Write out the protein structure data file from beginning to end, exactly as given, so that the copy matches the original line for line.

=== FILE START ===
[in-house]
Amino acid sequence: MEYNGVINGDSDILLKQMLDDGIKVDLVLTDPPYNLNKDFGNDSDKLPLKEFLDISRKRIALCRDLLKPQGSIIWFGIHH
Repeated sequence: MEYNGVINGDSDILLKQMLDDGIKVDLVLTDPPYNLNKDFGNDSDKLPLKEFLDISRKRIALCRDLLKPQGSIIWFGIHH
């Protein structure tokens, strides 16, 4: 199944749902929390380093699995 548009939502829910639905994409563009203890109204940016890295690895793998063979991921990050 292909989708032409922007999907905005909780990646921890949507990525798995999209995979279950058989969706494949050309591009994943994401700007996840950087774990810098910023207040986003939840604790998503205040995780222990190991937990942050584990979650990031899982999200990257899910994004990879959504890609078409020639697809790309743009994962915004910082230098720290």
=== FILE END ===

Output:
[in-house]
Amino acid sequence: MEYNGVINGDSDILLKQMLDDGIKVDLVLTDPPYNLNKDFGNDSDKLPLKEFLDISRKRIALCRDLLKPQGSIIWFGIHH
Repeated sequence: MEYNGVINGDSDILLKQMLDDGIKVDLVLTDPPYNLNKDFGNDSDKLPLKEFLDISRKRIALCRDLLKPQGSIIWFGIHH
């Protein structure tokens, strides 16, 4: 199944749902929390380093699995 548009939502829910639905994409563009203890109204940016890295690895793998063979991921990050 292909989708032409922007999907905005909780990646921890949507990525798995999209995979279950058989969706494949050309591009994943994401700007996840950087774990810098910023207040986003939840604790998503205040995780222990190991937990942050584990979650990031899982999200990257899910994004990879959504890609078409020639697809790309743009994962915004910082230098720290």